Internet paradigm IV: Hyperreality, Simulation, Spectacle

This week’s lecture confused me. I was lost.

That is until Plato’s Allegory of the Cave was mentioned. I am familiar with Plato, and so that background information contributes to my frame of perception. Understanding new information given in this lecture (the new stimuli) through the lens of the allegory (my frame of perception) made it all the more accessible.

It is likely, however, that I understood it in a different way than someone who doesn’t know about Plato.

We are all in Plato’s cave in terms of hyperreality and simulation, the accessibility and excess of choice we experience as people living in the modern digital age. We each live in our little self-curated bubble. We aren’t chained to a wall in a cave, but we each choose how we perceive our reality.

We join Facebook or Instagram or Spotify or Netflix, and we consume content that we like. We follow people that we know, pages that we like… we see content that majoritively affirms our own perceptions of reality. (Hayes, Smock, & Carr, 2015)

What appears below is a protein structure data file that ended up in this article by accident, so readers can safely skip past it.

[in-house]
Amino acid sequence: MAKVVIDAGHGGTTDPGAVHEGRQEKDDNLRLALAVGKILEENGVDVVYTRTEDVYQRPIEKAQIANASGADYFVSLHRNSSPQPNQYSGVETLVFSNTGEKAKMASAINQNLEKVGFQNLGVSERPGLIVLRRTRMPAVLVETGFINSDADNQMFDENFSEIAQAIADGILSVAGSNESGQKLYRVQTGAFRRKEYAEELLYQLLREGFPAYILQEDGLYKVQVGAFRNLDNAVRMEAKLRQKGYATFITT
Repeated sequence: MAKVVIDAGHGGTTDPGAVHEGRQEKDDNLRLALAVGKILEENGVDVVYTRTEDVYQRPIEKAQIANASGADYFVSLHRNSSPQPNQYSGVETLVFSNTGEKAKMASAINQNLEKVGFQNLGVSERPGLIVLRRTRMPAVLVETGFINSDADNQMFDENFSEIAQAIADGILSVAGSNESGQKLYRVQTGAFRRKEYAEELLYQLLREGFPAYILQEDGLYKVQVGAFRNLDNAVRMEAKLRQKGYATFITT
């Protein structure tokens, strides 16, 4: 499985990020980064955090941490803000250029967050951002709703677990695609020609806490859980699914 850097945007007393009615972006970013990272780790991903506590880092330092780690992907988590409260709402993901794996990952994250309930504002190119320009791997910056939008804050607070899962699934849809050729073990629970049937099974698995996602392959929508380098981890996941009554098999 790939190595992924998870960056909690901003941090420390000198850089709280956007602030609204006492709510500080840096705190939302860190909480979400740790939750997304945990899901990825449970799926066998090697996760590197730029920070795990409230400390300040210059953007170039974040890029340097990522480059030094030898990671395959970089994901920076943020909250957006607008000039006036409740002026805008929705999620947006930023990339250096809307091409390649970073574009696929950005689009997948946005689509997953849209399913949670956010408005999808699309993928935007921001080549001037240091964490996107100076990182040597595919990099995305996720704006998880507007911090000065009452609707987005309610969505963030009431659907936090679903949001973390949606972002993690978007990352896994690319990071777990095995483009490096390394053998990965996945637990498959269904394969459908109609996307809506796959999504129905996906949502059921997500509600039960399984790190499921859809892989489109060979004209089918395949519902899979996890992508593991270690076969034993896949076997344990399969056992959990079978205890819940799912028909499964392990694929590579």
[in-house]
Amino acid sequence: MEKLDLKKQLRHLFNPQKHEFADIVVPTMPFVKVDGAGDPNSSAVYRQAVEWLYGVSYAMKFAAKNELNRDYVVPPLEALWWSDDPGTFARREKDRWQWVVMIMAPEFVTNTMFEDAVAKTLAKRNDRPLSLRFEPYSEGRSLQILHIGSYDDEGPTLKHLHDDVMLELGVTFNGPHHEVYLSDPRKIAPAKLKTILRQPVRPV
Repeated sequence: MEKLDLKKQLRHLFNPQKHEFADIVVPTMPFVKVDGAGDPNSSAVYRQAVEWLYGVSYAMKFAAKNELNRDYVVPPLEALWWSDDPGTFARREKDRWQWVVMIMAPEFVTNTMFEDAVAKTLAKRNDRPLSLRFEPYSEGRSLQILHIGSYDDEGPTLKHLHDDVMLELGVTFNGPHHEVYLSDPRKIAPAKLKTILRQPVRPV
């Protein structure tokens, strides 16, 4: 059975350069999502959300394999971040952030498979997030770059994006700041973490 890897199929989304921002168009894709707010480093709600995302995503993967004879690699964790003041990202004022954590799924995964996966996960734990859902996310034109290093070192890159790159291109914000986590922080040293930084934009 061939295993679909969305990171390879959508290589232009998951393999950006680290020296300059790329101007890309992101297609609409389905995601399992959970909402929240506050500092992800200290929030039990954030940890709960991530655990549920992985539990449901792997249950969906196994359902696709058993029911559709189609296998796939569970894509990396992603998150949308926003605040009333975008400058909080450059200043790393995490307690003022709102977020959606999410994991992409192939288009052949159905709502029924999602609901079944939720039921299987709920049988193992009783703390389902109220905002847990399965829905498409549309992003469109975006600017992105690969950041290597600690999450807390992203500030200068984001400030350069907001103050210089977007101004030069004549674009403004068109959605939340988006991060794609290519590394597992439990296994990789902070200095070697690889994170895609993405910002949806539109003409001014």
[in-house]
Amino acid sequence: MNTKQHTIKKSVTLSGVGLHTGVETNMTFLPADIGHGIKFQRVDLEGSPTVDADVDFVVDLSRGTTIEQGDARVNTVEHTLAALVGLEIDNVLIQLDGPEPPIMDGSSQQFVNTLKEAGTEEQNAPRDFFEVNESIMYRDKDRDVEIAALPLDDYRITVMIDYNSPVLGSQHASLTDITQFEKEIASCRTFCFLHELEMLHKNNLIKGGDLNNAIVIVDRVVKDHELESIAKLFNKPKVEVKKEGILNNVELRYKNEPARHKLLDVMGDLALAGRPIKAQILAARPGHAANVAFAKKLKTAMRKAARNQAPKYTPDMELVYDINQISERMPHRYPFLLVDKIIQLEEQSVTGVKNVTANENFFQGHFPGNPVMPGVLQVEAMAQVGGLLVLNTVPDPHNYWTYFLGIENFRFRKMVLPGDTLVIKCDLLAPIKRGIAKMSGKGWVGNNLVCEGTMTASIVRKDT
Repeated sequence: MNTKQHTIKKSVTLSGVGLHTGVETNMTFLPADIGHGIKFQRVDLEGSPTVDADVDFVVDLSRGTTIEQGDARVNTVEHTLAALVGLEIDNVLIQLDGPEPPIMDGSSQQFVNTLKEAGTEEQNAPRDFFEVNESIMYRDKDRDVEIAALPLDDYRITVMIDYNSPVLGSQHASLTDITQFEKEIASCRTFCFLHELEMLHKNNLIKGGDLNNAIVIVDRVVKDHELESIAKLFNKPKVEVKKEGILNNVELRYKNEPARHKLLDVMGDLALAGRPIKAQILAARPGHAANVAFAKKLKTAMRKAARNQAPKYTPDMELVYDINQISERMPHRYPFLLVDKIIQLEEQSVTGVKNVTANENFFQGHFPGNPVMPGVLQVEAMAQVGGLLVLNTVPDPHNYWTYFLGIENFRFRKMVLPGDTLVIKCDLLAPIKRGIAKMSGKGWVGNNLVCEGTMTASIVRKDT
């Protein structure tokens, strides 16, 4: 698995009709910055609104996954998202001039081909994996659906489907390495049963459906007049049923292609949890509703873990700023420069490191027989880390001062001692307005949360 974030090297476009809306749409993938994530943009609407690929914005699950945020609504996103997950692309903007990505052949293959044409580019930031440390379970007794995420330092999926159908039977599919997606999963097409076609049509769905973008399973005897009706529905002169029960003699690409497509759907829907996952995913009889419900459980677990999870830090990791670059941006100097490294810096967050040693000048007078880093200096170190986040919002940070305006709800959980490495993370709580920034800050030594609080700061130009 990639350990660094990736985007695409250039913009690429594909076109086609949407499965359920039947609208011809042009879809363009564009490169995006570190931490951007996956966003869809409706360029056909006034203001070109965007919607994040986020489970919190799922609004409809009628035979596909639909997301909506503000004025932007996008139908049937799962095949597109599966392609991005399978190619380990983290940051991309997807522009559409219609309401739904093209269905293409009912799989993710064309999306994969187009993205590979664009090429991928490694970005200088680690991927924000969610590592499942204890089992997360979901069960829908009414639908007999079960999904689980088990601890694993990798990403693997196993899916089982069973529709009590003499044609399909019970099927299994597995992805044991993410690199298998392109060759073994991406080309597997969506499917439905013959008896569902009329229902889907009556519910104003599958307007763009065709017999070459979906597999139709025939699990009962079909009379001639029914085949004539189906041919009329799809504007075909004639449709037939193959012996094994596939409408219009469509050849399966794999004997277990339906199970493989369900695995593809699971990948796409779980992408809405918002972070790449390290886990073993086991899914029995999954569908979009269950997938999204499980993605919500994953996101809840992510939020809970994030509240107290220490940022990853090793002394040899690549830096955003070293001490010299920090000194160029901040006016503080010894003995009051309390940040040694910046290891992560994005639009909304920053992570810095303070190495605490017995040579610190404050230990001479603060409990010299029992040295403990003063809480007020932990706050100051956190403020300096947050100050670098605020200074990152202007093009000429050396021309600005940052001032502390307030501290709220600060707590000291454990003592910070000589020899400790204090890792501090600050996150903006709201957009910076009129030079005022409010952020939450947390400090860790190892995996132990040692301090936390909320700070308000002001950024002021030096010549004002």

In the same vein as The Cave, even when we are made aware that our perception of reality isn’t correct, people photoshop their bodies, that someone’s Instagram feed isn’t representative of their entire life…we can’t completely separate ourselves from that perception.

So, do we live in a simulation? Yes, of course. It may not be a computer code or aliens sitting in a sports bar on mars placing bets about their favourite characters on a TV show called ‘Earth’. But we understand reality based on our constructed perception of ourselves and our world. We create our own simulation in many ways.

For my remidation, I’ve created something extra annoying! It’s a song by Mumford and Sons called ‘The Cave’ (yes, in reference to Plato), except with lots of annoying social media sounds in it. Enjoy!

SoundCloud: Reading Plato but Your Phone Keeps Going Off


Hayes, R. A., Smock, A., & Carr, C. T. (2015). Face[book] management: Self-presentation of political views on social media. Communication Studies, 66(5), 549-568. 10.1080/10510974.2015.1018447